Kaiser Mock: (11:00) Yeah, yeah. I would say the biggest thing that everybody needs to ask themselves regardless of what role they're in is the why. I think what we get so caught up on is we always ask ourselves "how"? We look at the technical side. We look at how to, you know, whether it be concepts and accounting or whatever it may be. We look at the how instead of understanding the "why" of it. Because if we are talking to someone that is outside of finance and whether for, for myself it's working with individuals within the brewery, but if it's regardless of what it is, ask yourselves why do they care about what I'm doing and then you need to ask yourself, what is it that I am trying to accomplish within my role? What I have done is I have made it a point for myself to get outside of my, my area and learn the perspective of the individuals that I am supporting and what they're looking at on a daily basis. So here in the brewery, what I'll do is I'll go out and I'll walk with individuals in the brewhouse and I'll say, what is it that you're looking at when you are, you know, when you're brewing beer? How are, how are you looking at what I would see as cost of goods sold? But you're seen as raw material handling that you do on a daily basis? I go out and I, I help walk the lines. And if we see product loss, you know, it represents a physical loss, that's numbers to me. But to them, you know, they're seeing it as a mechanical issue. So trying to understand what they're looking at. And then I tie that back to my own role and my own the, the numbers and the finance that I see on a daily basis. And I think what that does is it gives me the perspective of not seeing it as an accountant or not seeing it as a finance individual, but seeing it as a member of the team and a member of the business that I've worked for. And that allows me to really be able to convey information, do my job more efficiently, but again, support individuals that are outside the finance world, but within the business that need the information that I'm providing to them.
Mitch Roshong: (13:13) And to kind of wrap things up here, I guess overall your role in supporting the business, and obviously you work with a lot of different functions across your organization in the brewery. How do you see your individual role potentially evolving even more as the accounting and finance field continues to grow and evolve in the future?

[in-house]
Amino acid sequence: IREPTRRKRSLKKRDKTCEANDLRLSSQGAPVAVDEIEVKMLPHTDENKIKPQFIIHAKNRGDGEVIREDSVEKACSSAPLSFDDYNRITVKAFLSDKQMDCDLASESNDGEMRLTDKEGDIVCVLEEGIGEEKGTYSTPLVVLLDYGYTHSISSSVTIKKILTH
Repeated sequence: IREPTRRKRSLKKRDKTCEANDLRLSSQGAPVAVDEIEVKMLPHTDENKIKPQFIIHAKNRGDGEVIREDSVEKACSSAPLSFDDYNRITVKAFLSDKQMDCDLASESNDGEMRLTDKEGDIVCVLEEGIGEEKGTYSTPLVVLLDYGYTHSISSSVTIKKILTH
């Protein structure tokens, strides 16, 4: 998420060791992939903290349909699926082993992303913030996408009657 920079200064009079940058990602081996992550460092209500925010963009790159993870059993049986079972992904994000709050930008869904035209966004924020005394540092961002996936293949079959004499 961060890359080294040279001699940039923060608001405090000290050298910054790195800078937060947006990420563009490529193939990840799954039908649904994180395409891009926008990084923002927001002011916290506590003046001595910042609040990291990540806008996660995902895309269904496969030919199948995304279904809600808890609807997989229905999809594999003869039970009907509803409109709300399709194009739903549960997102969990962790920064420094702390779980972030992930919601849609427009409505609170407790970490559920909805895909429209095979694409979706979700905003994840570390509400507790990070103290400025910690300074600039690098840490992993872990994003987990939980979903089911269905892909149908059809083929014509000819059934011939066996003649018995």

Kaiser Mock: (13:34) Mmhm. Yeah, you know, our, my situation might be a little bit unique. I'm working a heavy, obviously manufacturing area and I get to sit at the manufacturing site. And so my, my role is very much integrated with the operations team. Whether it is folks that are literally out on the brewery floor and, and running the machines to the maintenance team to individuals that might be sitting in a corporate office but are still responsible for managing costs. So I get to touch a lot of different areas but be very interactive with that, with that group. And I can tell you that one big push that we are having as a company and that I think a successful companies would do is looking at ways in which we ourselves as as non-operations individuals can help drive better conversations and help drive change that we might see coming through in a financial perspective or a data perspective. And taking that literally out onto the operation side and operations floor to help drive what we see as as needed change. And I think that as the accounting field and finance field evolves, what we will see in what will truly make individuals and listeners successful in their roles is the ability to, instead of being, like we've talked about at the beginning the number, contribute being someone that drives change. So if we're talking about telling a story and helping develop that, it's looking at data, looking at potential issues that we would see. And then developing those relationships with the folks that you support to help kind of drive that change and drive development in areas that, that we know needs to happen. All the time. All the time. In my role right now, I see issues big and small that, that come across my desk and in, in a variety of forms. And while I don't have, I don't have the authority, you know, I'm not a manager, I'm not someone that, that controls the entire operations here. What I can do is I can help steer conversations into the directions that I know need to need to change. So for example one of the things that we track here at the brewery is alcohol loss. And we know that when we start out at the very beginning of the process to brew beer, we have a certain amount of malts, certain amount of adjuncts that are ingredients that we know at the very end should create X number of barrels of beer and alcohol. Well, there's a lot that can go wrong and a lot that can change in that process. And part of my responsibility as even a finance individual is to help, is to compute what that loss is on a weekly and monthly basis. What I can do with that report is I can say, well, I know that we're losing this much money, but take it a step further and say, what can we change about that? Where can we focus to help change where the direction that we're going in? And that's something that I've taken upon myself to, to look at and say, you know, I can talk to the financials, I can talk to what the numbers are, but I can't necessarily impact what the brewery is doing. Let me reach out to the individuals in the context that it made it. And those relationships that I've built up with the folks that are in operations to help them drive change where I think it is needed so that the financials and the reports will look better on the other end. And I think that's the, that's the kind of message that I would, I would convey to, to listeners today is you have to develop those relationships. You have to be able to have those kinds of conversations and that kind of a mindset so that while you might not be the one that is changing the way your business works, or maybe not changing the way that things are done at your company, you can, you can play the role of the individual that steers the change and steers the direction of your company that will make it stronger. And that's how you're going to deliver the most value as a financial professional and deliver the most value to, to any business that you support or may work in.